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Three Share Rotterdam Tigers Capping Fest Awards

Indiewire By Andy Lauer | Indiewire February 5, 2010 at 9:56AM

The 39th annual International Film Festival Rotterdam announced the winners of its VPRO Tiger Awards competition this evening, with "Agua fría de mar" ("Cold Water of the Sea") by Paz Fábrega (Costa Rica, France, Spain, Netherlands, Mexico), "Mundane History" ("Jao nok krajok") by Anocha Suwichakornpong (Thailand), and "Alamar" ("To the Sea") by Pedro Gonzalez-Rubio (Mexico) taking the top Tiger. Each VPRO Tiger Award comes with a prize of €15,000.
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The 39th annual International Film Festival Rotterdam announced the winners of its VPRO Tiger Awards competition this evening, with "Agua fría de mar" ("Cold Water of the Sea") by Paz Fábrega (Costa Rica, France, Spain, Netherlands, Mexico), "Mundane History" ("Jao nok krajok") by Anocha Suwichakornpong (Thailand), and "Alamar" ("To the Sea") by Pedro Gonzalez-Rubio (Mexico) taking the top Tiger. Each VPRO Tiger Award comes with a prize of €15,000.

IFFR's FIPRESCI Award, meanwhile, went to Ben Russell's "Let Each One Go Where He May," while the NETPAC (Network for the Promotion of Asian Cinema) Award went to Whang Cheol-Mean's "Moscow" ("Yang han-mari, yang doo-mari"), "for the author's deep understanding of the internal world of the girl-outsider on her journey to find herself." The Mexican production "Norteado" ("Northless") by Rigoberto Perezcano was chosen by the Association of Dutch film critics for the KNF Award, along with a grant for subtitling the film.

Fifteen films by first or second-time filmmakers competed in the VPRO Tiger Awards Competition 2010. The jury consisted of French actress and singer Jeanne Balibar (who appears in Pedro Costa's "Ne change Rien," which screened during the festival), Polish-Dutch filmmaker Úrszula Antoniak ("Nothing Personal"), former director of the Singapore Film Festival Philip Cheah, Mexican film-maker and jury chair Amat Escalante ("Sangre," "Los bastardos" and attending CineMart with his project "Heli") and Ugandan actor and activist Okello Kelo Sam.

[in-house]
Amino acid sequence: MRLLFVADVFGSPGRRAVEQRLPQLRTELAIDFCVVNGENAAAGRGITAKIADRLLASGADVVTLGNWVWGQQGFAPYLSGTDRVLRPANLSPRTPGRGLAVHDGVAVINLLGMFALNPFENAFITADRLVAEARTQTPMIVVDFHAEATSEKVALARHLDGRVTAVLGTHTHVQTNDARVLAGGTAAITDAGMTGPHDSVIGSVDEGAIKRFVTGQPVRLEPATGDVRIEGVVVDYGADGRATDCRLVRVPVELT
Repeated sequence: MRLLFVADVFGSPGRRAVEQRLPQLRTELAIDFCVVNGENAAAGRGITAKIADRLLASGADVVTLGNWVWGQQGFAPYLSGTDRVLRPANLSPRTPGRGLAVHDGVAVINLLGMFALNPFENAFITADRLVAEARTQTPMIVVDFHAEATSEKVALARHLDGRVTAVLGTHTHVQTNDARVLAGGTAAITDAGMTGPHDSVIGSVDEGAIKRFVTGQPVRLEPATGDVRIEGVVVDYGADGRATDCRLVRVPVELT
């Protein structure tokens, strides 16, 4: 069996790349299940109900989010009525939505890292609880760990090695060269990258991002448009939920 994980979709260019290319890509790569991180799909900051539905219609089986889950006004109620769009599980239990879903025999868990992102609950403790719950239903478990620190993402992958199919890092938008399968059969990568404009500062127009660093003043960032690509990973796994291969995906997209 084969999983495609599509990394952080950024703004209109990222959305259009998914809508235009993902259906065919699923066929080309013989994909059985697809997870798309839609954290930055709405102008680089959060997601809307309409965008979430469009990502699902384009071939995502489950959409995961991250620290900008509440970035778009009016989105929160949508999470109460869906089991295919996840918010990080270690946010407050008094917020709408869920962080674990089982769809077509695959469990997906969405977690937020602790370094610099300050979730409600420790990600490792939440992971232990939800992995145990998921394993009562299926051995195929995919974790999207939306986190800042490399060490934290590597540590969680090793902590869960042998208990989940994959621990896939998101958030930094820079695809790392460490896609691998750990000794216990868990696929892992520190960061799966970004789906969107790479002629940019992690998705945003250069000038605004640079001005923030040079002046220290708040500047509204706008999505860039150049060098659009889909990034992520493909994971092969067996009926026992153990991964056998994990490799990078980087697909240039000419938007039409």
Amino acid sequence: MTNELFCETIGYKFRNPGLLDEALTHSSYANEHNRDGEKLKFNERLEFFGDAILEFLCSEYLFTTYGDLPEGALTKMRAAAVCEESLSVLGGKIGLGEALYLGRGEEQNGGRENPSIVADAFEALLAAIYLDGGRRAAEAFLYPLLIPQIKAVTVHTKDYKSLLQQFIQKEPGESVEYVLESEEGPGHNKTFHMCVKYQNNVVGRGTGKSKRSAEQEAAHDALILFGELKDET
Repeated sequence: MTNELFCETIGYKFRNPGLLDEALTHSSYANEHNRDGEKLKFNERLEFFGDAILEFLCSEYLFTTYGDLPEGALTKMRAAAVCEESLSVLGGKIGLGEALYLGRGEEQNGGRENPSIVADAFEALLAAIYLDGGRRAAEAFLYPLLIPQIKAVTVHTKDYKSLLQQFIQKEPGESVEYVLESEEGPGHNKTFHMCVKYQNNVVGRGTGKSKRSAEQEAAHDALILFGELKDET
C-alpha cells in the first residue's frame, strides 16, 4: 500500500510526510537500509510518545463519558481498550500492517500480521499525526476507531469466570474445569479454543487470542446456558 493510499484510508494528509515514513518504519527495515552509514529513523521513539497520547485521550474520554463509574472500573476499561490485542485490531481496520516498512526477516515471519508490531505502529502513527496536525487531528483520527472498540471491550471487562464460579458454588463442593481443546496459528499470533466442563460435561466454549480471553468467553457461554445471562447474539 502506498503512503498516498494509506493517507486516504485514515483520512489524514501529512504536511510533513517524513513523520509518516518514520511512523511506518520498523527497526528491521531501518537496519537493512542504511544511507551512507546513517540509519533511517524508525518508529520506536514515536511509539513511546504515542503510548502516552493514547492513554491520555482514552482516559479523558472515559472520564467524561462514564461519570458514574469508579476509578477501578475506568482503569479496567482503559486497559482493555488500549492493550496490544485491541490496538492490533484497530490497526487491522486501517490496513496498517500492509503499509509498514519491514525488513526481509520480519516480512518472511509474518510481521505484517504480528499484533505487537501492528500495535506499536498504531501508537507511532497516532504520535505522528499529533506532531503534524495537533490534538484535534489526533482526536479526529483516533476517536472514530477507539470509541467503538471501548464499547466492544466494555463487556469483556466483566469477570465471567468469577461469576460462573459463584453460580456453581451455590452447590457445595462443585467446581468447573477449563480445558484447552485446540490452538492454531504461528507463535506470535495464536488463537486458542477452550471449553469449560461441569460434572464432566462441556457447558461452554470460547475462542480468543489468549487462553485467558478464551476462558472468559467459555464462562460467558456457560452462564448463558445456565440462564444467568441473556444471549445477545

Earlier in the festival, the prizes for the Tiger Awards Competition for Short Films were announced. The three awards went to "Wei Wen" ("Condolences") by Ying Liang (China), "Atlantiques" by Mati Diop (France/Senegal) and "Wednesday Morning Two A.M." by Lewis Klahr (USA).

On Saturday February 6, the IFFR 2010 Audience Award and the Dioraphte Award for Best Hubert Bals Fund Supported Film will be announced. Fourteen films from the VPRO Tiger Awards Competition as well as five films from the Tiger Awards Competition of Short Films screen in the Rotterdam @ BAM showcase, March 3 - 9 at the Brooklyn Academy of Music's BAMcinématek in New York.

The jury statements on the VPRO Tiger Award winning films:

Agua fría de mar (Cold Water of the Sea) by Paz Fábrega (Costa Rica, France, Spain, Netherlands, Mexico, 2010)
"We are impressed by the film that accomplishes to present in a convincing and poetic way the mysterious relationship between a woman and a young girl. The film takes the audience on an unusual trip into Nature that interacts in a magical way with humans. The superb editing builds organic flow of images while the strong directing creates an unnerving atmosphere and tension."
"Agua fría de mar" ("Cold Water of the Sea") is supported by the Hubert Bals Fund.

Mundane History (Jao nok krajok) by Anocha Suwichakornpong (Thailand, 2009)
"Constantly surprising, this film offers philosophical and political dimension of Thai society, while presenting a seemingly mundane story. To us, this film appeals to both intellect and spirituality. We are impressed by the film's accomplished way to interplay abstract ideas and harrowing reality."
"Mundane History" ("Jao nok krajok") is supported by the Hubert Bals Fund. Earlier in the festival, Anocha Suwichakornpong’s CineMart 2010 Project "By The Time It Gets Dark" was awarded with the Prince Claus Fund Film Grant of 15,000 euro.

Alamar (To the Sea) by Pedro Gonzalez-Rubio (Mexico, 2009)
"This naturalistic film stays true and honest to its subject and shows both: the happiness of being a child and tragedy of growing up in separate upbringing. To us the simplicity applied by the maker is at the same time the greatest strength of the film that cuts straight to a heart while avoiding sentimentality. The bondage between humans and Nature is beautifully rendered and ultimately transforms the films’ documentary approach into poetic image of childhood."